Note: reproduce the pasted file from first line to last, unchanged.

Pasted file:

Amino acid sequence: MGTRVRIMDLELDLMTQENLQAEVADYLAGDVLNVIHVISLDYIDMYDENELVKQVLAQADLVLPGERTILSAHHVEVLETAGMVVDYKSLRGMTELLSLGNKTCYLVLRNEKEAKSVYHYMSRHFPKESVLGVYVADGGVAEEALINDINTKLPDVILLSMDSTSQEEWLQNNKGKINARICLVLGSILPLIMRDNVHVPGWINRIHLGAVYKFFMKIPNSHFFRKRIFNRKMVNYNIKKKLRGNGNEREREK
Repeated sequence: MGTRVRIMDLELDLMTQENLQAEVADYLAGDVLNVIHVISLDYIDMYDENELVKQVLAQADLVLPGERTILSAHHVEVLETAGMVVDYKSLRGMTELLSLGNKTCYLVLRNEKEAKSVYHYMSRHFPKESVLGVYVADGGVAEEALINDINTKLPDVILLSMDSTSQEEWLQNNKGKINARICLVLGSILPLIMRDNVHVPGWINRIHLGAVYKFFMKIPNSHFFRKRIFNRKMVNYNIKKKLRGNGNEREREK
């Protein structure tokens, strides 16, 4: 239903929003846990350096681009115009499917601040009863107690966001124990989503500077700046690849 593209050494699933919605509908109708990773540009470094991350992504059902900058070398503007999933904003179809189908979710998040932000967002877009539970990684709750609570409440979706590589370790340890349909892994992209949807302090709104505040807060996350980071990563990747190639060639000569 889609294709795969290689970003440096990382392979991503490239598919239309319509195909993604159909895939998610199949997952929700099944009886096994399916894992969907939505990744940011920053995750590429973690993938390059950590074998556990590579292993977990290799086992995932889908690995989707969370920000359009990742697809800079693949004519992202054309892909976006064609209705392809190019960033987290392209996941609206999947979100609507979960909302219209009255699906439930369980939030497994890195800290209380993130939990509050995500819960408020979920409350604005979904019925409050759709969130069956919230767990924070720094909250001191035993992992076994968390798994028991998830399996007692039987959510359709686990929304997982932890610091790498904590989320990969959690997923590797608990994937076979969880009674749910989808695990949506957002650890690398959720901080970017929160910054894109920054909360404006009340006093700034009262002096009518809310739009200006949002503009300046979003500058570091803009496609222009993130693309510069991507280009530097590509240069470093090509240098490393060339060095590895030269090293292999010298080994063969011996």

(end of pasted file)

Amino acid sequence: MGTRVRIMDLELDLMTQENLQAEVADYLAGDVLNVIHVISLDYIDMYDENELVKQVLAQADLVLPGERTILSAHHVEVLETAGMVVDYKSLRGMTELLSLGNKTCYLVLRNEKEAKSVYHYMSRHFPKESVLGVYVADGGVAEEALINDINTKLPDVILLSMDSTSQEEWLQNNKGKINARICLVLGSILPLIMRDNVHVPGWINRIHLGAVYKFFMKIPNSHFFRKRIFNRKMVNYNIKKKLRGNGNEREREK
Repeated sequence: MGTRVRIMDLELDLMTQENLQAEVADYLAGDVLNVIHVISLDYIDMYDENELVKQVLAQADLVLPGERTILSAHHVEVLETAGMVVDYKSLRGMTELLSLGNKTCYLVLRNEKEAKSVYHYMSRHFPKESVLGVYVADGGVAEEALINDINTKLPDVILLSMDSTSQEEWLQNNKGKINARICLVLGSILPLIMRDNVHVPGWINRIHLGAVYKFFMKIPNSHFFRKRIFNRKMVNYNIKKKLRGNGNEREREK
């Protein structure tokens, strides 16, 4: 239903929003846990350096681009115009499917601040009863107690966001124990989503500077700046690849 593209050494699933919605509908109708990773540009470094991350992504059902900058070398503007999933904003179809189908979710998040932000967002877009539970990684709750609570409440979706590589370790340890349909892994992209949807302090709104505040807060996350980071990563990747190639060639000569 889609294709795969290689970003440096990382392979991503490239598919239309319509195909993604159909895939998610199949997952929700099944009886096994399916894992969907939505990744940011920053995750590429973690993938390059950590074998556990590579292993977990290799086992995932889908690995989707969370920000359009990742697809800079693949004519992202054309892909976006064609209705392809190019960033987290392209996941609206999947979100609507979960909302219209009255699906439930369980939030497994890195800290209380993130939990509050995500819960408020979920409350604005979904019925409050759709969130069956919230767990924070720094909250001191035993992992076994968390798994028991998830399996007692039987959510359709686990929304997982932890610091790498904590989320990969959690997923590797608990994937076979969880009674749910989808695990949506957002650890690398959720901080970017929160910054894109920054909360404006009340006093700034009262002096009518809310739009200006949002503009300046979003500058570091803009496609222009993130693309510069991507280009530097590509240069470093090509240098490393060339060095590895030269090293292999010298080994063969011996």